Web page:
6.5

/10

Review: Kong: Skull Island

Director: Jordan Vogt-Roberts

Overall Score
7

By Christopher Spencer 

Directed by Jordan Vogt-Roberts and starring Tom Hiddleston, Brie Larson, Samuel L. Jackson, John Goodman, Corey Hawkins, Jason Mitchell, Jing Tian, Thomas Mann, Shea Wigham, Toby Kebbell, and John C. Reilly. The movie is set in 1973, with a team of scientists and soldiers setting out to find the mystical Skull Island and unearth its secrets, thus encountering the titular royal 100ft gorilla.

This film is designed to be a jumping-off point to a new cinematic universe, involving Godzilla and all other Toho characters, culminating in 2020’s proposed Godzilla vs. Kong. And Kong: Skull Island does feel like the 2014 Godzilla movie in a lot of ways. Good and bad.

Kong: Skull Island has an indie director at the helm in Jordan Vogt-Roberts, and like Gareth Edwards, brings his own unique vision for this classic character. Instead of a straight remake, Roberts takes Kong and throws it into a different, hyperactive and stylistic world, fuelled by the ridiculousness of B-movie creature features and the classic feel of 70s movies like Apocalypse Now. The way that Roberts uses camerawork, editing and lighting is dynamic and fresh that gives this movie a unique feel, elevating the rather generic script.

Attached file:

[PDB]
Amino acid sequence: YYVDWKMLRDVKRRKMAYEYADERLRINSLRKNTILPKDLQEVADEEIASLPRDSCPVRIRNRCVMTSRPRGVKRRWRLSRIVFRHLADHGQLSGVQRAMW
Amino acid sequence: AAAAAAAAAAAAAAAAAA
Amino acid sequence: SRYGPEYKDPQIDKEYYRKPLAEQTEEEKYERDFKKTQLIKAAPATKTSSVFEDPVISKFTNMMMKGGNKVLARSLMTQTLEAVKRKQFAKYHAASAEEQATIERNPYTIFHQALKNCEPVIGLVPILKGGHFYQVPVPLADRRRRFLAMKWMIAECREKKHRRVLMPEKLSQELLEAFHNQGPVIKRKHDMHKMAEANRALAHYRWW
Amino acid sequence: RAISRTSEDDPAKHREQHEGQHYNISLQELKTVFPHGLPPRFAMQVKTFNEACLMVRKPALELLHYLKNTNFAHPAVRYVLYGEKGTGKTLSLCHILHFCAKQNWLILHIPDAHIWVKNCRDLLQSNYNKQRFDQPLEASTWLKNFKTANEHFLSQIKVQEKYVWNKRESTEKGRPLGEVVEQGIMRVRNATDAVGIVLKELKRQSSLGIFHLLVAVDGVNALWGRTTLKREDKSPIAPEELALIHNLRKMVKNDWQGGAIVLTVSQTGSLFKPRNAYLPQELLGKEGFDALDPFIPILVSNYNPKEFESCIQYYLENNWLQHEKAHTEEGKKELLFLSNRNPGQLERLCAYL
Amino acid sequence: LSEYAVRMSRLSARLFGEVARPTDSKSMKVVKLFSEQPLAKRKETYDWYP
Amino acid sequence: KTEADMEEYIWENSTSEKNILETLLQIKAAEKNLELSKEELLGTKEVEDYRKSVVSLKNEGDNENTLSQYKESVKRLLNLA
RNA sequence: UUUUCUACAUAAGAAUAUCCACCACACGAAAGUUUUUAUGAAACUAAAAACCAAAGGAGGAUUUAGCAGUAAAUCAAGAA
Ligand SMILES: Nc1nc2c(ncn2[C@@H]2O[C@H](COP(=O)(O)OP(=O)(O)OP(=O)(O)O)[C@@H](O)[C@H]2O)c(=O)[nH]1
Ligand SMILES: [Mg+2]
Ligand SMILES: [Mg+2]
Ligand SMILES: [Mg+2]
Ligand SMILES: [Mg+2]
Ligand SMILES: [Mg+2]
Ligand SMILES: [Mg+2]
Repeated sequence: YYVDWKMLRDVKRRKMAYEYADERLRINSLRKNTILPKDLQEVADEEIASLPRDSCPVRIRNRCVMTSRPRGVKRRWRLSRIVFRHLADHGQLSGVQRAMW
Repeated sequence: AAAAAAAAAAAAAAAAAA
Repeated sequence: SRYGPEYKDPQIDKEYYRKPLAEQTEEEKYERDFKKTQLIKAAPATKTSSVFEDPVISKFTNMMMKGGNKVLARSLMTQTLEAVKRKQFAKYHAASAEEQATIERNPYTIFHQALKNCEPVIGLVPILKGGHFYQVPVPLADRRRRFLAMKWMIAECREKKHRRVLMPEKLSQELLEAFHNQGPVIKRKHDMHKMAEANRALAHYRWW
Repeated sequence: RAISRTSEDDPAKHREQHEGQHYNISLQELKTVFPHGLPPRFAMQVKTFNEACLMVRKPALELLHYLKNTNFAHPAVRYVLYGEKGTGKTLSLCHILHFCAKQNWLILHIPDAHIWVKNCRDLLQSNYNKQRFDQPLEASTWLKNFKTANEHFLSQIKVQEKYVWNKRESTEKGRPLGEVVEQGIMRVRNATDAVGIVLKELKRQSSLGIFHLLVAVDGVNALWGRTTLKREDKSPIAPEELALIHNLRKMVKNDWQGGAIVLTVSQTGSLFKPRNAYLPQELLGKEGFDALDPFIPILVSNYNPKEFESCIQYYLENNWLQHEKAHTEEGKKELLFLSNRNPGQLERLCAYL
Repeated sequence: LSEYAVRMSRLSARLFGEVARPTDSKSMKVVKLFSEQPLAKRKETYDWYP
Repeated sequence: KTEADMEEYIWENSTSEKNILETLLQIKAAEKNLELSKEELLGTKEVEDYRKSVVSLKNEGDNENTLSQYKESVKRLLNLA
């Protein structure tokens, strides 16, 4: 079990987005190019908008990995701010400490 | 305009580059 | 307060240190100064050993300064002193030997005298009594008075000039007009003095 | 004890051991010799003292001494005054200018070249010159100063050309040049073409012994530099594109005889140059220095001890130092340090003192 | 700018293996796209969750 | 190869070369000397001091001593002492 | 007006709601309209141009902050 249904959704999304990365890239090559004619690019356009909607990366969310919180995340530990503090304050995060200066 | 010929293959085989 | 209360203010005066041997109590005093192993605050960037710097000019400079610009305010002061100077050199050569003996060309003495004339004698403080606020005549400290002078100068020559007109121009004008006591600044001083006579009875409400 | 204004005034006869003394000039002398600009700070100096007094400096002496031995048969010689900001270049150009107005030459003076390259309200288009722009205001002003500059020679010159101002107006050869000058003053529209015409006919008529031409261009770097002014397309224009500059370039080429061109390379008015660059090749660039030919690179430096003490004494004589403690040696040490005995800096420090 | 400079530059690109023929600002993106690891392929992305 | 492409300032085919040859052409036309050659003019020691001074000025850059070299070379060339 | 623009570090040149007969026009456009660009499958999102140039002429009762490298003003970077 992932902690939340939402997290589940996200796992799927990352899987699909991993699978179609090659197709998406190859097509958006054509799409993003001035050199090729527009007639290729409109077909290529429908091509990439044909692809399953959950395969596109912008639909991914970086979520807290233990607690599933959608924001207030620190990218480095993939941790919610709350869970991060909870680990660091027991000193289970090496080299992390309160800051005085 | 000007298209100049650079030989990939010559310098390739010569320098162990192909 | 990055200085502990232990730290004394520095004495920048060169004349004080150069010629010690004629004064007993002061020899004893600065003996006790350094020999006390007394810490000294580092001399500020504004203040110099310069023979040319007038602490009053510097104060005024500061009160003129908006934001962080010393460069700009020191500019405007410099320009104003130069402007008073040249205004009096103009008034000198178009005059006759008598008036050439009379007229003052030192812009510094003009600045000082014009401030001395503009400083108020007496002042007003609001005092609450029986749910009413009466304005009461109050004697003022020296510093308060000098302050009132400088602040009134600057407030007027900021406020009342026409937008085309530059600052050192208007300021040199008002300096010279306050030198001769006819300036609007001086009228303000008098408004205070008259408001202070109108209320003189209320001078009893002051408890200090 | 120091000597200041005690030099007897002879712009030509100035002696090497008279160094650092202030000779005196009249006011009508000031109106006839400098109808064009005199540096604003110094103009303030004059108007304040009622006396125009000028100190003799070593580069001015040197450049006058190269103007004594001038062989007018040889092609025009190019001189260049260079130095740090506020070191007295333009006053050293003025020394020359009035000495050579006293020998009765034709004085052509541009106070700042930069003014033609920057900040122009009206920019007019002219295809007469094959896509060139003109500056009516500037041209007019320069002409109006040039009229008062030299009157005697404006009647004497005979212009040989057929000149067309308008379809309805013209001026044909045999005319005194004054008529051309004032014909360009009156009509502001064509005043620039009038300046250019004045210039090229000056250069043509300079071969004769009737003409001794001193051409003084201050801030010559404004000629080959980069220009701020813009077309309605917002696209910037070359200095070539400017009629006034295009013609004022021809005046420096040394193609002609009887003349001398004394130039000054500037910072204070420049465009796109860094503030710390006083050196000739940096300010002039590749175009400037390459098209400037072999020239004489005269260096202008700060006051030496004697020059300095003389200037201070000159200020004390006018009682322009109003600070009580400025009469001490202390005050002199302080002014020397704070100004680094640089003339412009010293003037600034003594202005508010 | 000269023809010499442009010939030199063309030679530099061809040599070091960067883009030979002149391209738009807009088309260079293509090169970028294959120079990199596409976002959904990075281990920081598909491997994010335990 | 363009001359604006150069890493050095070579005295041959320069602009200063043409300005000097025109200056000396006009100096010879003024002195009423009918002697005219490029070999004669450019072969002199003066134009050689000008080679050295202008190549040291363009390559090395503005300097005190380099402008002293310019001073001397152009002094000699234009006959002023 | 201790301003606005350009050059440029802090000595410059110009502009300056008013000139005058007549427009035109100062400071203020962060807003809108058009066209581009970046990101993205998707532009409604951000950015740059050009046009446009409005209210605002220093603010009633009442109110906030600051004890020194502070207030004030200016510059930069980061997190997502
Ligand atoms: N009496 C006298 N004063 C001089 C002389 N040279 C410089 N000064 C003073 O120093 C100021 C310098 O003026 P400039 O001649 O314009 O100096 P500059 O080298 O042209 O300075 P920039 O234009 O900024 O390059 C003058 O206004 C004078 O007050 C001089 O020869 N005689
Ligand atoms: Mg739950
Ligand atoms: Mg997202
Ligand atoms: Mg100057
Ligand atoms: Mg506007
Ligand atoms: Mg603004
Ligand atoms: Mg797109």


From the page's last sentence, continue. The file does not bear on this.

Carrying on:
The movie has some strong story elements, with Kong being seen as a more morose figure, lonely and volatile, like an orphaned teenager who’s inherited a kingdom. I really enjoyed the story beats for most of the human characters as well, from Samuel L. Jackson’s Captain Ahab-esque vengeance quest against Kong, or Hiddleston’s Conrad and Larson’s Mason dealing with Reilly’s Lt. Marlow, a WWII pilot stuck on the island for 20 years. The themes of the mental and emotional consequences of wartime, and the awe experienced by seeing the great Kong rise up against sunsets and moonlight, gives this loud blockbuster some nice dramatic weight.